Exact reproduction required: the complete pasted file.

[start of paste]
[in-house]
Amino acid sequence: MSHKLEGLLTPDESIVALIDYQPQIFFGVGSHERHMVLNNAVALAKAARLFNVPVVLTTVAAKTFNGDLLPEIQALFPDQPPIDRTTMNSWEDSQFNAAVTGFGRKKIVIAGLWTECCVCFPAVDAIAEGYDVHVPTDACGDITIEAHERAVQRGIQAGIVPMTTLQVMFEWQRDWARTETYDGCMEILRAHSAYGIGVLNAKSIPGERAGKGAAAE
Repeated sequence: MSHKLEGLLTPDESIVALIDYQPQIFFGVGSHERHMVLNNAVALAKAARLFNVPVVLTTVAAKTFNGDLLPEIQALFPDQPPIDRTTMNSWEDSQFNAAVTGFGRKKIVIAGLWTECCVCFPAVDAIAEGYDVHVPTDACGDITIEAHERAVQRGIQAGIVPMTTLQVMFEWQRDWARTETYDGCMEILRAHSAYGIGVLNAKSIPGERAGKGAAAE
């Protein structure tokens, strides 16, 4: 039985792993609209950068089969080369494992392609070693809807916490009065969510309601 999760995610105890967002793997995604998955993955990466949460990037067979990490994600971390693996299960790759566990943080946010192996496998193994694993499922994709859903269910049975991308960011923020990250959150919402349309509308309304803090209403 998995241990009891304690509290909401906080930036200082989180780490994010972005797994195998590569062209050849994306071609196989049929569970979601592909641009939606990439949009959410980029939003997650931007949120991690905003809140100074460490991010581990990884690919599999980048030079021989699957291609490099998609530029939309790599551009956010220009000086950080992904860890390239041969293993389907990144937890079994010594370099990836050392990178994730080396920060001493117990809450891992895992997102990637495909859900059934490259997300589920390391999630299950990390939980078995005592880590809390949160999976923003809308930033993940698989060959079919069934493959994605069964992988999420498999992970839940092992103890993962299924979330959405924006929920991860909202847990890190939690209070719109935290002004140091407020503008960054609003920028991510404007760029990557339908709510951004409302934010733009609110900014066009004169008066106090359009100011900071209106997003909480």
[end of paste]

[in-house]
Amino acid sequence: MSHKLEGLLTPDESIVALIDYQPQIFFGVGSHERHMVLNNAVALAKAARLFNVPVVLTTVAAKTFNGDLLPEIQALFPDQPPIDRTTMNSWEDSQFNAAVTGFGRKKIVIAGLWTECCVCFPAVDAIAEGYDVHVPTDACGDITIEAHERAVQRGIQAGIVPMTTLQVMFEWQRDWARTETYDGCMEILRAHSAYGIGVLNAKSIPGERAGKGAAAE
Repeated sequence: MSHKLEGLLTPDESIVALIDYQPQIFFGVGSHERHMVLNNAVALAKAARLFNVPVVLTTVAAKTFNGDLLPEIQALFPDQPPIDRTTMNSWEDSQFNAAVTGFGRKKIVIAGLWTECCVCFPAVDAIAEGYDVHVPTDACGDITIEAHERAVQRGIQAGIVPMTTLQVMFEWQRDWARTETYDGCMEILRAHSAYGIGVLNAKSIPGERAGKGAAAE
């Protein structure tokens, strides 16, 4: 039985792993609209950068089969080369494992392609070693809807916490009065969510309601 999760995610105890967002793997995604998955993955990466949460990037067979990490994600971390693996299960790759566990943080946010192996496998193994694993499922994709859903269910049975991308960011923020990250959150919402349309509308309304803090209403 998995241990009891304690509290909401906080930036200082989180780490994010972005797994195998590569062209050849994306071609196989049929569970979601592909641009939606990439949009959410980029939003997650931007949120991690905003809140100074460490991010581990990884690919599999980048030079021989699957291609490099998609530029939309790599551009956010220009000086950080992904860890390239041969293993389907990144937890079994010594370099990836050392990178994730080396920060001493117990809450891992895992997102990637495909859900059934490259997300589920390391999630299950990390939980078995005592880590809390949160999976923003809308930033993940698989060959079919069934493959994605069964992988999420498999992970839940092992103890993962299924979330959405924006929920991860909202847990890190939690209070719109935290002004140091407020503008960054609003920028991510404007760029990557339908709510951004409302934010733009609110900014066009004169008066106090359009100011900071209106997003909480």